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E-108 Aladin study: automated large artery occlusion detection in stroke imaging study – a multicenter analysis
  1. C Barreira1,
  2. M Bouslama1,
  3. J Lim2,
  4. A Al-Bayati1,
  5. Y Saleem1,
  6. T Devlin3,
  7. D Haussen1,
  8. M Froehler2,
  9. J Grossberg4,
  10. B Baxter3,
  11. M Frankel1,
  12. R Nogueira1
  1. 1Marcus Stroke Center – Neurology, Grady Memorial Hospital – Emory University, Atlanta, GA
  2. 2Neurology and Neurosurgery, Vanderbilt University Medical Center, Nashville, TN
  3. 3University of Tennessee Health Science Center, Chattanooga, TN
  4. 4Marcus Stroke Center – Neurosurgery, Grady Memorial Hospital – Emory University, Atlanta, GA


Introduction Large Vessel Occlusion (LVO) for Acute Ischemic Stroke (AIS) remains a public health issue as there is significant morbidity and mortality when left untreated. Timely recognition, therefore, is of utmost significance, as there are validated therapeutic options involving cerebrovascular reperfusion. Best patient care relies on tailored and expeditious clinical identification, using multimodal neuroimaging and facilitating referrals to comprehensive centers. Artificial Intelligence (AI)-guided technologies applied to medical fields are being used increasingly and may improve LVO recognition. We present an AI-based algorithm for LVO detection.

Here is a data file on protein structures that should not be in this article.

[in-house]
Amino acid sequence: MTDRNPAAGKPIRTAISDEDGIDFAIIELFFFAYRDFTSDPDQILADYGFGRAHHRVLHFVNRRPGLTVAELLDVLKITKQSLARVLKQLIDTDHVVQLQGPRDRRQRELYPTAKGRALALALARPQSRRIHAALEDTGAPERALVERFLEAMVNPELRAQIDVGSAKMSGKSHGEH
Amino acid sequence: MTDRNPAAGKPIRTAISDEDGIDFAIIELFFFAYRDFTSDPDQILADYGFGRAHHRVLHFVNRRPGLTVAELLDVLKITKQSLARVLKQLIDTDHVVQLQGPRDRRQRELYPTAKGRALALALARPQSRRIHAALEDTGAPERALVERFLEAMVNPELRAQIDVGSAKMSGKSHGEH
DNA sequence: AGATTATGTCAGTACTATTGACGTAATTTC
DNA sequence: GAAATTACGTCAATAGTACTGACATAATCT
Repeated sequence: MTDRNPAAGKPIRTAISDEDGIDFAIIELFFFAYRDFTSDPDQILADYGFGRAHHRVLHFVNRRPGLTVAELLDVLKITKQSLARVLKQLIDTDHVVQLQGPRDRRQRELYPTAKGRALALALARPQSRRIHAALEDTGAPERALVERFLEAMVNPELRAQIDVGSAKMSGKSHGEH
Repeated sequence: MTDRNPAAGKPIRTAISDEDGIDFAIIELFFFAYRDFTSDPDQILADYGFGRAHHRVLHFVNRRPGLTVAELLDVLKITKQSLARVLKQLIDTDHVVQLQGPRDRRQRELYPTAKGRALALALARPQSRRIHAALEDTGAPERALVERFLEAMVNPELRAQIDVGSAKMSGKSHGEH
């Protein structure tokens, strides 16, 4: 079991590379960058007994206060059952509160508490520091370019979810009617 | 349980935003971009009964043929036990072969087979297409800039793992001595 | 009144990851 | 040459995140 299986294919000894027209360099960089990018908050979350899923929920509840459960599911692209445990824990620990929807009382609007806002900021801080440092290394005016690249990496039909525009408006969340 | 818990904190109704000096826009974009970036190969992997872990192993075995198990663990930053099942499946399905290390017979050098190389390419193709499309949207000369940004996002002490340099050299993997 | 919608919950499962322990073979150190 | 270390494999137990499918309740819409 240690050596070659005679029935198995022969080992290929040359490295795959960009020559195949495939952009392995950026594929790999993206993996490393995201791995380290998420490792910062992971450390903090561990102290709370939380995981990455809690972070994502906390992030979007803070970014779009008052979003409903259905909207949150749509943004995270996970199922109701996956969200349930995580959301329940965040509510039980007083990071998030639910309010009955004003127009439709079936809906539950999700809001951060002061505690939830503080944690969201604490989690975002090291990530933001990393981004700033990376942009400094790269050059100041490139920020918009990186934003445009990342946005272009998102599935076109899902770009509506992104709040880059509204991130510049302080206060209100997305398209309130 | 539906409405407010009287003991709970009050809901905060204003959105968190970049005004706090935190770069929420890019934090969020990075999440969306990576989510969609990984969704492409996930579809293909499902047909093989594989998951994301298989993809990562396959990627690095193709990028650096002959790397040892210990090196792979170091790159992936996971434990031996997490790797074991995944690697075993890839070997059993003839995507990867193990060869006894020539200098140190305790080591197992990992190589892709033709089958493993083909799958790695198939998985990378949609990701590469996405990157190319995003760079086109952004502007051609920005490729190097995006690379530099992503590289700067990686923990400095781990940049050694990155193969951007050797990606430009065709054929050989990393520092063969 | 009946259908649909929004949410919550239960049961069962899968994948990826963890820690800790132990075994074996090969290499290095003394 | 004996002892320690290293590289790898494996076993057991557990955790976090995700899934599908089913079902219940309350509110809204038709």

Methods A multi-center retrospective analysis of CTAs, randomly picked from retrospective cohort of AIS patients, with and without anterior circulation LVOs, admitted at three tertiary stroke centers, from 2014–2017, was performed. CTAs were analyzed and graded by experienced stroke neurologists for presence and site of occlusion to establish the ground truth. These same studies were analyzed by Viz-AI-Algorithm v3.04 – a Convolutional Neural Network programmed to detect MCA-M1 and/or ICA-T occlusions. Our primary analysis included ICA-T and/or MCA-M1 LVOs versus non-LVOs/more distal occlusions. Our secondary analysis also included proximal MCA-M2 vs non-LVOs.

Results Interim analysis of 875 CTAs, of three tertiary stroke centers, show: 49.5% males, bNIHSS 15[IQR 10–20], bASPECTS 10[8–10]. Of all, 45.9% were considered as having LVO, and homogenous baseline characteristics among groups was found. Primary analysis shows an accuracy of 86%, sensitivity of 90.1%, specificity of 82.5, PPV of 81.8 and NPV of 90.6; AUC 86.3% (95% CI 0.83–0.90, p≤0.001) and ICC 84.1% (95% CI 0.81–0.86; p≤0.001). Maximal running time of the algorithm was under five minutes.

Conclusion Viz-AI-Algorithm has an impressive performance for detection of proximal intracranial LVO recognition. Endeavors to optimize detection of the MCA-M2 and all intracranial ICA occlusions have been enforced, as well as posterior circulation. So far, this is the first AI-algorithm for detecting intracranial anterior circulation LVOs.

Disclosures C. Barreira: None. M. Bouslama: None. J. Lim: None. A. Al-Bayati: None. Y. Saleem: None. T. Devlin: None. D. Haussen: None. M. Froehler: None. J. Grossberg: None. B. Baxter: None. M. Frankel: None. R. Nogueira: None.

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